It reveals that private-sector absence rates have dropped from an average of 6.3 days per employee in 2006, to 5.8 days last year. But public-sector absence levels stood still at 9 days. The combined absence rates resulted in a loss of £13.2 billion to UK plc last year.
Of the 172 million days lost to absence last year, employers believe that 12% of them were non-genuine, costing the economy £1.6 billion due to lost productivity and the extra expense of using temporary workers or paying overtime to counter the problem.
In the public sector, highest absence levels were found in the health/social care services (12.6 days). Education saw lower levels of 7.5 days. It is thought that £1.4 billion could have been saved if public-sector organisations matched the private-sector average. The report also found that organisations that recognised trade unions experienced three days more absence per employee than those that do not.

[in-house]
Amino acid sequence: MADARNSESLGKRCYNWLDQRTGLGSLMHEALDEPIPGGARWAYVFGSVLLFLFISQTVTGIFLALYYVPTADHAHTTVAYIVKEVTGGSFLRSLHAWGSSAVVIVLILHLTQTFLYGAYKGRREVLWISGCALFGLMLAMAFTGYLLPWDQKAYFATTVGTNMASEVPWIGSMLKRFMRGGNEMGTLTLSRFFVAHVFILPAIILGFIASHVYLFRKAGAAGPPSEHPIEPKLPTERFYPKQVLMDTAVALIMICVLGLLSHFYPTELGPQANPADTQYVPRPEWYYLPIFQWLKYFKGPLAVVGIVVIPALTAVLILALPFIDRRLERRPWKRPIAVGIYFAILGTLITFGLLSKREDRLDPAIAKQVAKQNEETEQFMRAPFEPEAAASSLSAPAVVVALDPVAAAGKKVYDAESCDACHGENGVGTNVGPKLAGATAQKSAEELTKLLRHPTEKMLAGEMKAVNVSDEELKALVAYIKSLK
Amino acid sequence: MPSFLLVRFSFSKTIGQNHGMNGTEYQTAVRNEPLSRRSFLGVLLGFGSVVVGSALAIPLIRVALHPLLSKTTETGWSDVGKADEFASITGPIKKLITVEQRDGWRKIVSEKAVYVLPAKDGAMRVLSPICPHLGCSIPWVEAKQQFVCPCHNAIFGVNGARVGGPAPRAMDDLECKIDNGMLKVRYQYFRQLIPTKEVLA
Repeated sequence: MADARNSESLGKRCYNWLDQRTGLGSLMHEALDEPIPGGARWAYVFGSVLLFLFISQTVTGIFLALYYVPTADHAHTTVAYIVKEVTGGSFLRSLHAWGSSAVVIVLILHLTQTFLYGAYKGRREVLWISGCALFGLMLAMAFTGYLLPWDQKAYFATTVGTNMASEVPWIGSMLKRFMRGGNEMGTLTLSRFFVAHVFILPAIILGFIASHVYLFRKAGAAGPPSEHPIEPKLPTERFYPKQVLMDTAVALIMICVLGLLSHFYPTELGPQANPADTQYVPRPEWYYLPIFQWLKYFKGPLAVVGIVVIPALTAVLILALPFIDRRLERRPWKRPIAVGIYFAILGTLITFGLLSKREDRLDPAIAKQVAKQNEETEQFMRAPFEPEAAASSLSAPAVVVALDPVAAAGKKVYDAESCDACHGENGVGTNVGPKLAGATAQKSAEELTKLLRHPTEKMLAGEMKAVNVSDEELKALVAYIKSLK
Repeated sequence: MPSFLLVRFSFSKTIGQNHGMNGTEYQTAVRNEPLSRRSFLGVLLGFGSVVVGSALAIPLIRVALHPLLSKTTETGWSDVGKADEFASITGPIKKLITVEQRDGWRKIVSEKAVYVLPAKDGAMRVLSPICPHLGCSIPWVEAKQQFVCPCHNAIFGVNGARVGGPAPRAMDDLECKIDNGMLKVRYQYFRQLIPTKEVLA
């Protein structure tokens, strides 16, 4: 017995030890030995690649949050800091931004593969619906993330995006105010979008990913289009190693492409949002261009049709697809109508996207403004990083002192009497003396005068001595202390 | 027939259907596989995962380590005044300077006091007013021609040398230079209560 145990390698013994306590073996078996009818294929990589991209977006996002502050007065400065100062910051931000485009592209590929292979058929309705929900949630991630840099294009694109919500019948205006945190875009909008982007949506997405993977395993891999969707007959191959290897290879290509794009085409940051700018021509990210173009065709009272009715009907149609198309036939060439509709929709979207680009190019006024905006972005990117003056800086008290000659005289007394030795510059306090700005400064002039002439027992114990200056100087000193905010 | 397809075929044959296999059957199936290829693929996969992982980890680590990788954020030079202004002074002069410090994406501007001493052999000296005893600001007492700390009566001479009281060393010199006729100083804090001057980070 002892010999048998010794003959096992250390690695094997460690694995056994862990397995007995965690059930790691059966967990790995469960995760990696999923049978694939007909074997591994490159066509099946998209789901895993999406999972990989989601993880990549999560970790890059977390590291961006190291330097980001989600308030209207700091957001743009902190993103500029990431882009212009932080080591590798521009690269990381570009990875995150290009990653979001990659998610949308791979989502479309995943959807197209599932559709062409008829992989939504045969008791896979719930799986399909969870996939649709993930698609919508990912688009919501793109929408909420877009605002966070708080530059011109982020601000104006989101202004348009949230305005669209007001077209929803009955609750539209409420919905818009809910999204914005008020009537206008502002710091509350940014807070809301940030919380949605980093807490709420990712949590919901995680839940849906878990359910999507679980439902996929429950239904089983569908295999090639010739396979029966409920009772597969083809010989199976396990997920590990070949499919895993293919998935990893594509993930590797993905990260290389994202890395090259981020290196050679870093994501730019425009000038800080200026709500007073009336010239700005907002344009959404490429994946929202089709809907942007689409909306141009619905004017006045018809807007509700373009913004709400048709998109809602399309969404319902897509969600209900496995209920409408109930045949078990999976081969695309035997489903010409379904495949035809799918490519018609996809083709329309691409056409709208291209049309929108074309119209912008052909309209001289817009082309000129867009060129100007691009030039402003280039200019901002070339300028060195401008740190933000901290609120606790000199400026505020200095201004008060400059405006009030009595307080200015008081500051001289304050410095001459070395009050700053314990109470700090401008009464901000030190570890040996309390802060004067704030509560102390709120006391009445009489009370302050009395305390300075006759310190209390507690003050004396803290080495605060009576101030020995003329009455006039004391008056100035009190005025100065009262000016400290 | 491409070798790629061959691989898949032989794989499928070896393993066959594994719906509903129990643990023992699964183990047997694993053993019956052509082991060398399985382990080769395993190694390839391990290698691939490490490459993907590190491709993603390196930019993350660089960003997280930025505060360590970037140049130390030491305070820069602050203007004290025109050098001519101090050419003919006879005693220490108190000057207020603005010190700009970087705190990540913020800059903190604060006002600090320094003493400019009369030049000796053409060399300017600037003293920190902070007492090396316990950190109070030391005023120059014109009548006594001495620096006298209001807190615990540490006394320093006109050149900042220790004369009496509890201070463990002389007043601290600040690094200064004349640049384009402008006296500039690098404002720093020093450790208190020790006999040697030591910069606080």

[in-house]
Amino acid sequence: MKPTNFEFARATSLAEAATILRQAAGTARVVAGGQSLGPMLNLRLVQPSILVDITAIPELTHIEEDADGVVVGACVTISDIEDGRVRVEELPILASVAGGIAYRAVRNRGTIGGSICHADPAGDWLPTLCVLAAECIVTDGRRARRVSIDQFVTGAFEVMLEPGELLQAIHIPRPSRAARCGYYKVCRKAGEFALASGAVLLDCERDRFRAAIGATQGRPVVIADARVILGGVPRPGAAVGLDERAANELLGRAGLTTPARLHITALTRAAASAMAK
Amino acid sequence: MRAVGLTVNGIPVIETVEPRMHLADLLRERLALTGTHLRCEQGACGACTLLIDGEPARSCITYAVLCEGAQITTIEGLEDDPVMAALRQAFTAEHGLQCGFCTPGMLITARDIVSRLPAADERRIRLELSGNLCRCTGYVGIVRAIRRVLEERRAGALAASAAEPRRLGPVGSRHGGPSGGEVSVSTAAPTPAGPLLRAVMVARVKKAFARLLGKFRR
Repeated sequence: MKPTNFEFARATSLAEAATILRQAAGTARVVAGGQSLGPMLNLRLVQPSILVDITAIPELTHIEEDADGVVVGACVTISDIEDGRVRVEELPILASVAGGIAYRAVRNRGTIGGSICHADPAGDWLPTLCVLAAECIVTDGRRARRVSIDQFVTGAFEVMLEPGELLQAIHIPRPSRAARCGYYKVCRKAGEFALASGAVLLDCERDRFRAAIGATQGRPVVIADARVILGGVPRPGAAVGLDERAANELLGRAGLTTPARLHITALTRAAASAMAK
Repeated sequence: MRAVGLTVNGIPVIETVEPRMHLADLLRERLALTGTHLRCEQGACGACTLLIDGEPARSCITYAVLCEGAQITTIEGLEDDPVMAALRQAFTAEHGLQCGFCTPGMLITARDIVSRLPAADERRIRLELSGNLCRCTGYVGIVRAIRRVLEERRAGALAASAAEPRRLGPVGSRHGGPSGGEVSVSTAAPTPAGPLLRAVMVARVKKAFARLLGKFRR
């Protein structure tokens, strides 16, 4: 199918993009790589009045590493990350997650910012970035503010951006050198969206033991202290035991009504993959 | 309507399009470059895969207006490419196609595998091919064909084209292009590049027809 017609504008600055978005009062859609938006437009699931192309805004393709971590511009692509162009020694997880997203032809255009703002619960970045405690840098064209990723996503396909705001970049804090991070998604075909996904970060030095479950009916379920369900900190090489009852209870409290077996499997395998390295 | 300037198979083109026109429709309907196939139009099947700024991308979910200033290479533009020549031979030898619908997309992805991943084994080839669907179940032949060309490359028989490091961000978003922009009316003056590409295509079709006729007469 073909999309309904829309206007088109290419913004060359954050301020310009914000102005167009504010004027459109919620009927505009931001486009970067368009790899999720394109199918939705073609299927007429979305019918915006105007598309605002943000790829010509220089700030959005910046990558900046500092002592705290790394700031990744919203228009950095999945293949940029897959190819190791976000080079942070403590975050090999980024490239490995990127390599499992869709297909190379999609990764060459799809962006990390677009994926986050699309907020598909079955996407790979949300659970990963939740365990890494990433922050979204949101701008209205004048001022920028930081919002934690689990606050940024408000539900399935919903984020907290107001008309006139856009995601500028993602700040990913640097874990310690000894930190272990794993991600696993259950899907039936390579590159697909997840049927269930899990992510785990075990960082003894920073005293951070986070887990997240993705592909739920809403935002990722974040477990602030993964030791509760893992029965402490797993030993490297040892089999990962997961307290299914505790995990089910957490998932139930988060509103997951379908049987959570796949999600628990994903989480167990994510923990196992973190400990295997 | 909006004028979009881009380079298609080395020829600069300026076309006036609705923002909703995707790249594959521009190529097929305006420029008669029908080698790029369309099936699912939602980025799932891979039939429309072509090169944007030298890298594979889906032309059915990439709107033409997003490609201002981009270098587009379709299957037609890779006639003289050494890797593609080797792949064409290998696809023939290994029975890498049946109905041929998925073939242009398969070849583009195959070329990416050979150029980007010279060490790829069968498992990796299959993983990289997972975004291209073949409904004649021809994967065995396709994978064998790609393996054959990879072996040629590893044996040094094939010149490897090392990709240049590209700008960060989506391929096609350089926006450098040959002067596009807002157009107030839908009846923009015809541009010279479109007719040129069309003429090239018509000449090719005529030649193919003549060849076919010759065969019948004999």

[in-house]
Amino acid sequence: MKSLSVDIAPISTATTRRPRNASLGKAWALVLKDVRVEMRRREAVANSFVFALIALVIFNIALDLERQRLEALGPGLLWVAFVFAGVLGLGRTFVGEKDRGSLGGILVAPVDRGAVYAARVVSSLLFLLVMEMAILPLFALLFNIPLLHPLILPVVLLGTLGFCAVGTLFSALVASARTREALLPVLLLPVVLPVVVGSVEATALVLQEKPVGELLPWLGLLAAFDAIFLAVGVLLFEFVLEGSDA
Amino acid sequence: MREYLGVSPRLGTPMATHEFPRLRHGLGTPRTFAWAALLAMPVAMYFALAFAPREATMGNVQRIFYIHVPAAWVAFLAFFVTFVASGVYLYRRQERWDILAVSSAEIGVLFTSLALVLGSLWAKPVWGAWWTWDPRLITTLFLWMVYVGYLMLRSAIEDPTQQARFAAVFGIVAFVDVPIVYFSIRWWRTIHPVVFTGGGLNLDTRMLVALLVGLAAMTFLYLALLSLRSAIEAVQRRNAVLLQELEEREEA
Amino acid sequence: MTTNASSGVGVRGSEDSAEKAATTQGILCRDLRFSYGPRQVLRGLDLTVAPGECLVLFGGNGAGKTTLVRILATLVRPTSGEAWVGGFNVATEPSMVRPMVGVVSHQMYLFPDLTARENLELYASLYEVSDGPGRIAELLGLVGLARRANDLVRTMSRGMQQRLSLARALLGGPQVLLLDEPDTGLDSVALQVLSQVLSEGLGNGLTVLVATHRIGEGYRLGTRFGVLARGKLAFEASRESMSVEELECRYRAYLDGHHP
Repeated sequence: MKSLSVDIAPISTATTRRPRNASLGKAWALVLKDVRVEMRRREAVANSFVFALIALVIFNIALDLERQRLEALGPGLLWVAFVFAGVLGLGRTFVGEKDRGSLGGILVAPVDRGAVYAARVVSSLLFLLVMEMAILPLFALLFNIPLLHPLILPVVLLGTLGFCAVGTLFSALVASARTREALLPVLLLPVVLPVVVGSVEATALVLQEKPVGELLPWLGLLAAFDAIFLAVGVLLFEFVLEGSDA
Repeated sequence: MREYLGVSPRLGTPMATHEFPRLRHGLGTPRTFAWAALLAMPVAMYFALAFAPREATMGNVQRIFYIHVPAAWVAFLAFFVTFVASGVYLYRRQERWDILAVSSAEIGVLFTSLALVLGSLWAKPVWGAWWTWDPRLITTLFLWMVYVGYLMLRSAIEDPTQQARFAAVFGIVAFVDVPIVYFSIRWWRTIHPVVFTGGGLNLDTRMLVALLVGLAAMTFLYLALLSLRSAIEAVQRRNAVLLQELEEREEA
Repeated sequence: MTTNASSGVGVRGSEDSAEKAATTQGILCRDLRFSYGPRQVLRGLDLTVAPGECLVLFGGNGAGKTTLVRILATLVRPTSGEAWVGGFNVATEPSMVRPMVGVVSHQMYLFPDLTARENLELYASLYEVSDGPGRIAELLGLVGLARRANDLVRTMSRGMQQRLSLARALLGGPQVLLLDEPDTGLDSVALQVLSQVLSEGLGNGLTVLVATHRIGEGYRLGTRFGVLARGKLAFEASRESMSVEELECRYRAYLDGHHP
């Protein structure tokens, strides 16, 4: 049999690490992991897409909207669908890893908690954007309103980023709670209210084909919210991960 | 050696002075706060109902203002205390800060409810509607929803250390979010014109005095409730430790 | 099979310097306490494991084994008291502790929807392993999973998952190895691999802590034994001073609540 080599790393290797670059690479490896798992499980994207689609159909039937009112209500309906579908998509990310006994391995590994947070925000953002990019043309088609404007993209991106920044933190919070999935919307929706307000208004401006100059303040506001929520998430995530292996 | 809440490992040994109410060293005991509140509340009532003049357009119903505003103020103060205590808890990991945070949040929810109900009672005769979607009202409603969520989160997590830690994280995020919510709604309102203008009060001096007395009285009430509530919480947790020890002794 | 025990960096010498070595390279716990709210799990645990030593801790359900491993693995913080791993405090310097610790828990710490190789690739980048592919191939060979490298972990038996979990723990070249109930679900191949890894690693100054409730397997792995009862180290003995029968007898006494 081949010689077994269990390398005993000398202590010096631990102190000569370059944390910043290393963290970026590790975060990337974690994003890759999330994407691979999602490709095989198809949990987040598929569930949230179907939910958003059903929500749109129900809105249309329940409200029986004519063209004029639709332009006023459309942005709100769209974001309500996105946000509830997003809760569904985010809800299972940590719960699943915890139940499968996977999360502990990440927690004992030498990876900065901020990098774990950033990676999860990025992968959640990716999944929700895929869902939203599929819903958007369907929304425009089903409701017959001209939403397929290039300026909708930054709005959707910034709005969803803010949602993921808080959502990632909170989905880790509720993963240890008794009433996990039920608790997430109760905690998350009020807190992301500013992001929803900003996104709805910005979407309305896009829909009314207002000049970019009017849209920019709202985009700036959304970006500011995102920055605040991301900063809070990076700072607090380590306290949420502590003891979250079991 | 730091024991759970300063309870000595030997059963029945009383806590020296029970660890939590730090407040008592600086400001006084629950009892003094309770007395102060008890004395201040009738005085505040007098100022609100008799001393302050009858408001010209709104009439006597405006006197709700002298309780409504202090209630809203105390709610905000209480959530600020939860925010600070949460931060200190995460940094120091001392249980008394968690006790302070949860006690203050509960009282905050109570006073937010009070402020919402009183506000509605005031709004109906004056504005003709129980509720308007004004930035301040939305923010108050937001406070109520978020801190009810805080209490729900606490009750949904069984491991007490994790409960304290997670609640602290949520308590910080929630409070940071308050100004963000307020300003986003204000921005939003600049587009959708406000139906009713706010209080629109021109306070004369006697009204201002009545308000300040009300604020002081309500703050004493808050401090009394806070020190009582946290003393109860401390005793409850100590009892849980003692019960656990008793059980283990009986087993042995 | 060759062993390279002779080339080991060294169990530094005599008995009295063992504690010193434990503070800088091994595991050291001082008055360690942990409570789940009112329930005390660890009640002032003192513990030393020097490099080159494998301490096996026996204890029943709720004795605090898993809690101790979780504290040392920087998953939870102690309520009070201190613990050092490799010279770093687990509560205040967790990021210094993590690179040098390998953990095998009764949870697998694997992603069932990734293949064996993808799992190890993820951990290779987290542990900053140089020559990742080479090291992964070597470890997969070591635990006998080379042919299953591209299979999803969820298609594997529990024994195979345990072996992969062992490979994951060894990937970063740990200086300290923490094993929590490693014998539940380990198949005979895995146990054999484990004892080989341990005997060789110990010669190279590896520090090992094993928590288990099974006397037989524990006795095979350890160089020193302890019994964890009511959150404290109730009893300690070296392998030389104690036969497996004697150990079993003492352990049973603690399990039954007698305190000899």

Long-term absence (20 days or more) accounted for 40% of all time lost, costing £5.3 billion. To tackle the issue, more than two thirds of employers want the Government to prioritise the introduction of capability-focused medical certificates – so-called ‘fit notes’.
"A fresh, proactive approach to managing long-term absence could help stem the flow onto incapacity benefit and help employers to retain skilled employees,” says Susan Anderson, director of HR policy at the CBI. “But we really have to question if there is a medical explanation for the higher levels of absence in the public sector. Low morale, poor management and a culture of absence are at least partly to blame.”
Gap widens between private and public-sector absence
The gap between public and private-sector absence rates has reached a record high, according to the new CBI and AXA Absence Survey.